Duterte finds no reason to go to war over sandbar

A sandbar seen from Pag-asa Island in the Spratly archipelago. —AP

President Duterte on Monday night said he saw no reason for the Philippines to go to war with China over a disputed sandbar in the West Philippine Sea.

“Why should I defend a sandbar and kill Filipinos because of a sandbar? China assured me that they would not build anything there,” Mr. Duterte said during a late-night press briefing in Malacañang, breaking his silence on what Supreme Court Senior Associate Justice Antonio Carpio called “invasion of Philippine territory by China.”


Carpio, in a statement issued on Saturday, said two frigates, a Coast Guard vessel and two fishing boats of China were guarding Sandy Cay, a sandbar located 4.63 kilometers from Philippine-occupied Pag-asa Island (Thitu Island) in the Spratly archipelago.

Carpio said the Chinese vessels were “well within” the 22 km territorial sea of Pag-asa and could not claim “innocent passage” or invoke freedom of navigation in the high seas to explain its ships’ presence in the area.


Philippine territory

“Sandy Cay is a Philippine land territory that is being seized—to put it mildly—or being invaded—to put it frankly—by China,” Carpio said.

Carpio, a member of the legal team that argued the Philippine challenge to China’s claim to almost all of the South China Sea in a UN-backed arbitral court in The Hague two years ago, said the least President Duterte and Foreign Secretary Alan Peter Cayetano could do was “vigorously protest this invasion of Philippine territory by China.”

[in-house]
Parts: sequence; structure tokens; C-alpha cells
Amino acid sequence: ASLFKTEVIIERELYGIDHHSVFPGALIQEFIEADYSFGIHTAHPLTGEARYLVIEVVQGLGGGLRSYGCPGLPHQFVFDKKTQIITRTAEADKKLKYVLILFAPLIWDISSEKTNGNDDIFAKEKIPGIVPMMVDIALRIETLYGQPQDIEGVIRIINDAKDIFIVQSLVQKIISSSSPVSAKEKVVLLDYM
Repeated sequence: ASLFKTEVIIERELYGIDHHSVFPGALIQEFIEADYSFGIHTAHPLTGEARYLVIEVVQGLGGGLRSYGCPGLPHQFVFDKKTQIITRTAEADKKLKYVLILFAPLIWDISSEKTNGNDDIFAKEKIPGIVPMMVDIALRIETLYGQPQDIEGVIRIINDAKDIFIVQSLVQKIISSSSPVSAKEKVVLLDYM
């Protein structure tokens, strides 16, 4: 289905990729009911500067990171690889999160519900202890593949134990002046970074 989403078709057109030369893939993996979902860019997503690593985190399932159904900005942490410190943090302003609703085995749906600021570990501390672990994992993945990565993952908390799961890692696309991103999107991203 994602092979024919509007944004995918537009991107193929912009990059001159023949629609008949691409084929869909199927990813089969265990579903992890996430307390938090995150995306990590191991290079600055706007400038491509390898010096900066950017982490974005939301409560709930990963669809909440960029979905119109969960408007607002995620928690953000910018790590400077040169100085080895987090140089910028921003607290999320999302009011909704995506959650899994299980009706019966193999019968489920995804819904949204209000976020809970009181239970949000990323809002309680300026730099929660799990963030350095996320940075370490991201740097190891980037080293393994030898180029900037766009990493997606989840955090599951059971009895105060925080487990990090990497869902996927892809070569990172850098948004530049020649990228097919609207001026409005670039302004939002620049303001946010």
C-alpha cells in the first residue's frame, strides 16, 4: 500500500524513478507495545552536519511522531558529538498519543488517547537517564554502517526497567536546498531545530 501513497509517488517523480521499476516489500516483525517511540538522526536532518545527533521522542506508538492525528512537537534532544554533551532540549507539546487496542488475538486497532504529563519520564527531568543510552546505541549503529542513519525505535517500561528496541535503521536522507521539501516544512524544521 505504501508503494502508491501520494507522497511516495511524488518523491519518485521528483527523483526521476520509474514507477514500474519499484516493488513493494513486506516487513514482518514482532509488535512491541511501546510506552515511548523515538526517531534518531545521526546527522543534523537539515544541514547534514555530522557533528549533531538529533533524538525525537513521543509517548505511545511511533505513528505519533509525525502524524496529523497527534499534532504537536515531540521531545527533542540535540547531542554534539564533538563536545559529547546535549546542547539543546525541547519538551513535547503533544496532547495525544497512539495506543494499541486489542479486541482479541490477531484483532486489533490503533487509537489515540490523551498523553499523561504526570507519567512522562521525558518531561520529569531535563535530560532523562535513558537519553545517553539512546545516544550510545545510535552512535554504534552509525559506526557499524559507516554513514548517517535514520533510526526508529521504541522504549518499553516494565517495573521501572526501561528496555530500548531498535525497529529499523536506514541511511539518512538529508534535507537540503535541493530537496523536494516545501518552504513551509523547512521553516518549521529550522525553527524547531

Cayetano said on Tuesday that the matter had been “resolved diplomatically.”

Speaking to reporters in the House of Representatives, Cayetano said “there’s no more problem in that area.”

“If there was a problem, it was resolved diplomatically. But it is not true that there was an attempt to invade or seize” Sandy Cay, he said.

Cayetano, however, did not say what diplomatic action had been taken to resolve the issue.

China’s assurance

At the press briefing in the Palace on Monday night, Mr. Duterte said the Chinese foreign ministry and Chinese Ambassador to the Philippines Zhao Jianhua both assured him that China would not build structures on Sandy Cay.


The President also said that Manila had reached a “modus vivendi” with Beijing and this included the understanding that China would not build new structures in the area and that it would not drive away Filipino fishermen.

“They’re just patrolling there because we’re friends,” he added.

Mr. Duterte acknowledged the presence of Chinese ships in the area, but denied that they were “invading” Philippine territory.

“That’s not true. They are just there but they are not claiming anything,” Mr. Duterte said, adding that the Chinese were not “blocking” Filipino fishermen.

“China would not do that. That’s free for all because it’s claimed by them and claimed by us. At least we are not (being) driven out. That was the problem before,” he said.